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Guides How to Buy a Memory Foam Mattress

Published on April 22nd, 2013 | by Mattress Journal

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How to Buy a Memory Foam Mattress

Buying a memory foam mattress can be both exciting and confusing. Because this particular type of bed has many aspects to consider, it is important to understand the features and facts in order to compare and get the best bed. In this guide, we will look at the key things consider when shopping for a memory foam mattress, like density, foam types, firmness, and thickness, as well as how these features relate to personal preferences.

Memory Foam Mattress Buying Guide

The first thing that buyers should consider is whether or not a memory foam mattress is the right type of bed. Memory foam proves ideal for those with back pain, pressure points, and couples that dislike the motion transfer aspects of other beds. This type of mattress has a unique feel that is quite different from standard spring mattresses. It works by contouring to the shape of the sleeper, and allowing the body to settle into a natural position without placing added pressure on heavier areas of the body. It is for these reasons that memory foam tends to be the best rated mattress type overall. However, there are differences among memory foam mattresses that may affect satisfaction and comfort. Here, we will describe these differences so you can get a better idea of what to look for when shopping.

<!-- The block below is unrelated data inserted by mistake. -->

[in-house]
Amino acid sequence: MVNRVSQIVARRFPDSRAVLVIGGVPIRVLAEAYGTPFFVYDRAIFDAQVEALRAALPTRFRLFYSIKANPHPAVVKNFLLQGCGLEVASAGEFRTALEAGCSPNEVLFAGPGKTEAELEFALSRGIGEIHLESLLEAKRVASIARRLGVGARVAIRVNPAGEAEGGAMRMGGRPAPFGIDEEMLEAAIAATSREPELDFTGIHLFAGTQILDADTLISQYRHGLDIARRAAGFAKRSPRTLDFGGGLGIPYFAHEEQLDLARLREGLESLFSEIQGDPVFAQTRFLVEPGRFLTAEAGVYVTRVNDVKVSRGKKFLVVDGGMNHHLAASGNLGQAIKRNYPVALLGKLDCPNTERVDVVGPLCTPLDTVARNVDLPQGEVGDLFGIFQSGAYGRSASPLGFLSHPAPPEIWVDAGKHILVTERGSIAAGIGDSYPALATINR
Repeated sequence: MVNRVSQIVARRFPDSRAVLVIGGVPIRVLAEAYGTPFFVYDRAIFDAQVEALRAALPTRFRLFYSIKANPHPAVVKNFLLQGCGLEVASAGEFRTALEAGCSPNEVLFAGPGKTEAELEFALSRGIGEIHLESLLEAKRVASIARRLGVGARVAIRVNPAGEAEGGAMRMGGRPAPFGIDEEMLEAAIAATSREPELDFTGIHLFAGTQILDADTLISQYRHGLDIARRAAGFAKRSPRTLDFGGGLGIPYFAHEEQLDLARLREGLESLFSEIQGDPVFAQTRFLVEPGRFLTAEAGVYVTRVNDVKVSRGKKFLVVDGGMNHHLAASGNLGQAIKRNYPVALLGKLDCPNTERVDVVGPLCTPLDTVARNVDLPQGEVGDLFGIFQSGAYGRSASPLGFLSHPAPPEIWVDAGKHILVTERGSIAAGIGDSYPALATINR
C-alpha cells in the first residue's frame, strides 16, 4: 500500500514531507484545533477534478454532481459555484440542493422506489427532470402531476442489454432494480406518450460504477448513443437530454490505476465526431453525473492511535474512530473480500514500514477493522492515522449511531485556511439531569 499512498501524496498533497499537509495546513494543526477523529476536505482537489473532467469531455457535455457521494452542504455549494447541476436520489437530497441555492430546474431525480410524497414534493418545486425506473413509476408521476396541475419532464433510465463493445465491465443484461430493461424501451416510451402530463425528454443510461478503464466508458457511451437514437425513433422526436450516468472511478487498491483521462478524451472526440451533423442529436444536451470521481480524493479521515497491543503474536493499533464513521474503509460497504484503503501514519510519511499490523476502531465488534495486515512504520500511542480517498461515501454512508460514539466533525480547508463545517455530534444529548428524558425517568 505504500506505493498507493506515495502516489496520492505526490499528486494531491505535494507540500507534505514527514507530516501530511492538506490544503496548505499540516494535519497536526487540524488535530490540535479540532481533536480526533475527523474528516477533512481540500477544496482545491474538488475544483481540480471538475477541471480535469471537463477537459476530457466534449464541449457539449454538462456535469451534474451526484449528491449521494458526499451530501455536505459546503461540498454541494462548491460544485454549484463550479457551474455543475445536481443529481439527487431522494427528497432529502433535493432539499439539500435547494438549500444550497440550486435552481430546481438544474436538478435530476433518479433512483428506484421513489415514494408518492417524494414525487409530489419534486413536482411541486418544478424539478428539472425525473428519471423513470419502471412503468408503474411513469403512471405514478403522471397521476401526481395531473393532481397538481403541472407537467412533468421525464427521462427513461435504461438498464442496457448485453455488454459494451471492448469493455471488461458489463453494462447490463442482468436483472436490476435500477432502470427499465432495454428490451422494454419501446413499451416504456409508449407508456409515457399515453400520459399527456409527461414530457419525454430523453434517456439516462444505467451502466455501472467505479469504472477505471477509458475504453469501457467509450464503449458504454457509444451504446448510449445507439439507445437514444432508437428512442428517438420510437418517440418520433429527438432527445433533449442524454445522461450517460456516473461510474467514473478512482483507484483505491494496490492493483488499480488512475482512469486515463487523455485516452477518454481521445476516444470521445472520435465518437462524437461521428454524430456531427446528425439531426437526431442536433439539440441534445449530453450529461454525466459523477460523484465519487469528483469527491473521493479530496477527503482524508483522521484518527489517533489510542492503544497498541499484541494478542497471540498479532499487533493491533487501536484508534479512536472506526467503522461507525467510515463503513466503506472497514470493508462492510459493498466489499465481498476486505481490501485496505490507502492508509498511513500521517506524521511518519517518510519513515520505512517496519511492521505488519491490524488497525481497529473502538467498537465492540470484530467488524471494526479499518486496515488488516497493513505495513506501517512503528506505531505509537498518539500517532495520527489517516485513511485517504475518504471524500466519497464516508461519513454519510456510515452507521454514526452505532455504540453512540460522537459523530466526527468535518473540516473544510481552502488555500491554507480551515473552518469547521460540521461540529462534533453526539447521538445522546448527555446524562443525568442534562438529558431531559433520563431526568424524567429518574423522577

Foam Type

The type of memory foam refers to the ingredients used to produce the material. We compared memory foam mattress types in detail in a previous article and in our side by side comparison, we found plant-based memory foam to be optimal for those concerned about chemicals and heat. Here are the highlights:

  • Traditional – the original type of memory foam, popularized by Tempurpedic. This type is made from petroleum-based chemicals and typically contains some chemicals of concern. While reviews report comfort and pain relief, some people complain of issues with heat retention and off-gassing odors.
  • Plant-Based – this type of memory foam replaces a portion of the petroleum with plant oils and some lines eliminate the toxic VOCs that cause the off-gassing issues. One brand of plant-based memory foam mattresses, Amerisleep, makes mattresses free of toxic VOCs shown to sleep 10x cooler than traditional memory foam. Cargill also confirmed in a study that plant-based memory foam slept 25% cooler than gel.
  • Gel – gel memory foam involves the addition of liquid gel or gel beads to traditional memory foam. One popular brand is Serta iComfort. Manufacturers of gel foam claim that it sleeps cooler and less likely to smell, though the coolness claims have been called into question recently by other brands, the National Advertising Division of the BBB, and Consumer Reports.

Density